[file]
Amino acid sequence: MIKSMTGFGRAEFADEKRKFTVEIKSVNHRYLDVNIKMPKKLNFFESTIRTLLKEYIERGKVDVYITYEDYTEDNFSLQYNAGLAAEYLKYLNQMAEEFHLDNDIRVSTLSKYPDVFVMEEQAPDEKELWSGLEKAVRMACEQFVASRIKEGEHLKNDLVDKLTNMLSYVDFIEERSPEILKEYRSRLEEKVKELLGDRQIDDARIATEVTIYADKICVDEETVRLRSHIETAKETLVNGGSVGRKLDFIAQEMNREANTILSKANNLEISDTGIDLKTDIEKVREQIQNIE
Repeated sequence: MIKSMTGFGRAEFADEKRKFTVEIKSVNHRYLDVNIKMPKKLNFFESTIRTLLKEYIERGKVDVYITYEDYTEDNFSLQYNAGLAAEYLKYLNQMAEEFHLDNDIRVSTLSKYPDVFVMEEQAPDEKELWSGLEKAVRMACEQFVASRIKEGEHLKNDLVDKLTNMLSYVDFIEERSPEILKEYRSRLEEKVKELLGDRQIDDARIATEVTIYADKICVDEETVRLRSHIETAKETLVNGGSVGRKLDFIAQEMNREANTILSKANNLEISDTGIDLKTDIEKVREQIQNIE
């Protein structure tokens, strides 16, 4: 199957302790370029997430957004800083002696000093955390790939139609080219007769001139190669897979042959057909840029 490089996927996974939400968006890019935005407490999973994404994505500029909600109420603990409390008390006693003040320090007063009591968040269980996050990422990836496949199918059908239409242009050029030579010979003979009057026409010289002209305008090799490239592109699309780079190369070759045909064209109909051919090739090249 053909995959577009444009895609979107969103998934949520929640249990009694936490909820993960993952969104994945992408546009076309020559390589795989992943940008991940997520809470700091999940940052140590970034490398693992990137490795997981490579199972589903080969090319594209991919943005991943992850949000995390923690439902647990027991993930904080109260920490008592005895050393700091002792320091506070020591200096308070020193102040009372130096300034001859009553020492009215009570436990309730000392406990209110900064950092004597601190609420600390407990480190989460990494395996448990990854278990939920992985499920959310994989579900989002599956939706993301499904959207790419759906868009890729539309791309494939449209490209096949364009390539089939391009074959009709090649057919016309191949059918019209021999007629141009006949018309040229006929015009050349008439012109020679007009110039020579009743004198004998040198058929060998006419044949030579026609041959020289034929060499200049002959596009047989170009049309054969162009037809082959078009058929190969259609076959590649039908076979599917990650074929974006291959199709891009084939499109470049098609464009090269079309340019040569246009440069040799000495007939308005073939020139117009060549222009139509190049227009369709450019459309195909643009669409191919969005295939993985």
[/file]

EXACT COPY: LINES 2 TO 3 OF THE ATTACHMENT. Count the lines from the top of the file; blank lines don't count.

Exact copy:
Repeated sequence: MIKSMTGFGRAEFADEKRKFTVEIKSVNHRYLDVNIKMPKKLNFFESTIRTLLKEYIERGKVDVYITYEDYTEDNFSLQYNAGLAAEYLKYLNQMAEEFHLDNDIRVSTLSKYPDVFVMEEQAPDEKELWSGLEKAVRMACEQFVASRIKEGEHLKNDLVDKLTNMLSYVDFIEERSPEILKEYRSRLEEKVKELLGDRQIDDARIATEVTIYADKICVDEETVRLRSHIETAKETLVNGGSVGRKLDFIAQEMNREANTILSKANNLEISDTGIDLKTDIEKVREQIQNIE
């Protein structure tokens, strides 16, 4: 199957302790370029997430957004800083002696000093955390790939139609080219007769001139190669897979042959057909840029 490089996927996974939400968006890019935005407490999973994404994505500029909600109420603990409390008390006693003040320090007063009591968040269980996050990422990836496949199918059908239409242009050029030579010979003979009057026409010289002209305008090799490239592109699309780079190369070759045909064209109909051919090739090249 053909995959577009444009895609979107969103998934949520929640249990009694936490909820993960993952969104994945992408546009076309020559390589795989992943940008991940997520809470700091999940940052140590970034490398693992990137490795997981490579199972589903080969090319594209991919943005991943992850949000995390923690439902647990027991993930904080109260920490008592005895050393700091002792320091506070020591200096308070020193102040009372130096300034001859009553020492009215009570436990309730000392406990209110900064950092004597601190609420600390407990480190989460990494395996448990990854278990939920992985499920959310994989579900989002599956939706993301499904959207790419759906868009890729539309791309494939449209490209096949364009390539089939391009074959009709090649057919016309191949059918019209021999007629141009006949018309040229006929015009050349008439012109020679007009110039020579009743004198004998040198058929060998006419044949030579026609041959020289034929060499200049002959596009047989170009049309054969162009037809082959078009058929190969259609076959590649039908076979599917990650074929974006291959199709891009084939499109470049098609464009090269079309340019040569246009440069040799000495007939308005073939020139117009060549222009139509190049227009369709450019459309195909643009669409191919969005295939993985």